Advertisement

Changes of clinical pattern in seasonal affective disorder (SAD) over time in a German-speaking sample

  • D. Winkler
  • M. Willeit
  • N. Praschak-Rieder
  • M. J. Lucht
  • E. Hilger
  • A. Konstantinidis
  • J. Stastny
  • N. Thierry
  • E. Pjrek
  • A. Neumeister
  • H. J. Möller
  • S. Kasper
ORIGINAL PAPER

Abstract

Objective The goals of this study are to provide estimates of clinical and demographic variables of patients with seasonal affective disorder (SAD) in Germany and Austria, to compare our results with those of previously published SAD studies, and to find out whether the clinical pattern of SAD remained stable over several years. Method We investigated 610 SAD patients from the outpatient clinics in Bonn (n = 190) and Vienna (n = 420). Patients in Bonn were recruited in the fall-winter season of the years 1989–1992, those in Vienna in the years 1993–2001. Results We observed a change in the clinical pattern in our patients: patients from Bonn, who were diagnosed and treated about 5 years earlier, were more likely to suffer from melancholic depression, whereas Viennese patients rather suffered from atypical depression (χ2 = 54.952, df = 2, p < 0.001). The symptoms of hypersomnia, daytime fatigue, increased eating and carbohydrate-craving were more frequent in the Viennese sample, anxiety and deterioration of patients' capacity to perform at work predominated in Bonn. In addition, patients from Vienna obtained a higher GSS (global seasonality score, measured by the SPAQ – Seasonal Pattern Assessment Questionnaire) than those from Bonn (15.7 ± 3.3 and 14.6 ± 4.1 respectively; t = 3.104, p = 0.002). Taken together, our results were in good accordance to other published SAD materials, but we were able to demonstrate that our patients reported “feeling worst” (measured by item 13H of the SPAQ) in November and December, whereas SAD patients in the USA clearly had their worst months in January and February. Conclusions We suggest that an increase in awareness of fall-winter depression in the last decade by both doctors, who referred patients, as well as patients or the entire population must have caused patients to sign up for light therapy at the Viennese SAD clinic because of having heard about the atypical symptom profile. This increased awareness of SAD can also be measured by a statistically significant reduction in the diagnostic latency (from the age of onset to the diagnosis of SAD) when comparing the two study locations.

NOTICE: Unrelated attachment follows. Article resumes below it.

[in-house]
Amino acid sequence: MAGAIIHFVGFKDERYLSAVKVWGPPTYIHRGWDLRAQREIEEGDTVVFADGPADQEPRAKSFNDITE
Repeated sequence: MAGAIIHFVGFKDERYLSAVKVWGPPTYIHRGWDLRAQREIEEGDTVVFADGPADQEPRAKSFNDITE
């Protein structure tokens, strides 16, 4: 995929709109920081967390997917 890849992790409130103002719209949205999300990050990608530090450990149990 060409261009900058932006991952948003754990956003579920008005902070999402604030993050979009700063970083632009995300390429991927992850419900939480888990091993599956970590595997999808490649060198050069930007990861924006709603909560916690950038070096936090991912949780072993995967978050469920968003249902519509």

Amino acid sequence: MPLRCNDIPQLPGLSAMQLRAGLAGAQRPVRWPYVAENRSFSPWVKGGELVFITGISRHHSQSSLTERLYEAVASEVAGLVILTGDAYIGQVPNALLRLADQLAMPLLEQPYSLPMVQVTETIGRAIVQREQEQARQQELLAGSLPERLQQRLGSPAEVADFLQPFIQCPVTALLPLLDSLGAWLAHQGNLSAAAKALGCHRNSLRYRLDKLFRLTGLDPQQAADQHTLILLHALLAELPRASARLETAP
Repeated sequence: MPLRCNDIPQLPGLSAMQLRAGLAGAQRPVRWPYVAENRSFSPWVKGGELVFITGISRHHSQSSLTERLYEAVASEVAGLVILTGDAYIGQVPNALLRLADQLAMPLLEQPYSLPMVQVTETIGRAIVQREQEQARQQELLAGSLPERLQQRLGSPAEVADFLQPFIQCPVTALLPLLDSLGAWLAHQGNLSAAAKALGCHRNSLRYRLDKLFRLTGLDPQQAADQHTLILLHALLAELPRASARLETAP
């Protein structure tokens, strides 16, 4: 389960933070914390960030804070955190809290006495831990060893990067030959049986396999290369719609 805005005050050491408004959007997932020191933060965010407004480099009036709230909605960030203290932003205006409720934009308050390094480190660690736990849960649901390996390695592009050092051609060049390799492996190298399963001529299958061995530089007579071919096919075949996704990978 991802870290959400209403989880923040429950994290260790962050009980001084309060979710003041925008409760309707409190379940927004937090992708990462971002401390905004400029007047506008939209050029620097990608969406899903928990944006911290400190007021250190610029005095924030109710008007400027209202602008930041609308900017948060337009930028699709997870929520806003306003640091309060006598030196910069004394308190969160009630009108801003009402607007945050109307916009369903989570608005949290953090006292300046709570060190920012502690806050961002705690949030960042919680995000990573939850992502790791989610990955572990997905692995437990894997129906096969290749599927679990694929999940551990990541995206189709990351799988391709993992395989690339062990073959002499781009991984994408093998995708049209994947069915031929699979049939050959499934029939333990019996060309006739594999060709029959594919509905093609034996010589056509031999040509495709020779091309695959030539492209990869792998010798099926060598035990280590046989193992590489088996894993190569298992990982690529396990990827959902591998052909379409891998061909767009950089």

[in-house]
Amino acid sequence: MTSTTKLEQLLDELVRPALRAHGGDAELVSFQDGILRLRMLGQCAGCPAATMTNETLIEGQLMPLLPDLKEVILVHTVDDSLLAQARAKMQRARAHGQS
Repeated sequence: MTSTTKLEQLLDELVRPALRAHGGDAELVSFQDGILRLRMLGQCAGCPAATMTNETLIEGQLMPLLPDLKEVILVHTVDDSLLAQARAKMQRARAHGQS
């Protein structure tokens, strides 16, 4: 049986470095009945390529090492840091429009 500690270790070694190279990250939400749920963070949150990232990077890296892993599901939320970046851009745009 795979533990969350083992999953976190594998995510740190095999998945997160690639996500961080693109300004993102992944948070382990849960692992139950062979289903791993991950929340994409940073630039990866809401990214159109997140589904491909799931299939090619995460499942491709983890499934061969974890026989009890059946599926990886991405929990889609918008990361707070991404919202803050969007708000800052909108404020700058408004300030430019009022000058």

Key words seasonal affective disorder SAD fall-winter depression seasonality 

Preview

Unable to display preview. Download preview PDF.

Unable to display preview. Download preview PDF.

Copyright information

© Steinkopff Verlag 2002

Authors and Affiliations

  • D. Winkler
    • 1
  • M. Willeit
    • 1
  • N. Praschak-Rieder
    • 1
  • M. J. Lucht
    • 2
  • E. Hilger
    • 1
  • A. Konstantinidis
    • 1
  • J. Stastny
    • 1
  • N. Thierry
    • 1
  • E. Pjrek
    • 1
  • A. Neumeister
    • 3
  • H. J. Möller
    • 4
  • S. Kasper
    • 1
  1. 1.Department of General Psychiatry, University Hospital for Psychiatry, Währinger Gürtel 18–20, 1090 Vienna, Austria, Tel.: +43-1/4 04 00-35 68, Fax: +43-1/4 04 00-30 99, E-Mail: SK@akh-wien.ac.atAT
  2. 2.University Hospital for Psychiatry and Psychotherapy, Greifswald, GermanyDE
  3. 3.Mood and Anxiety Disorders Research Program, National Institute of Mental Health, Bethesda, USAUS
  4. 4.Department of Psychiatry, Ludwig Maximilian University, Munich, GermanyDE

Personalised recommendations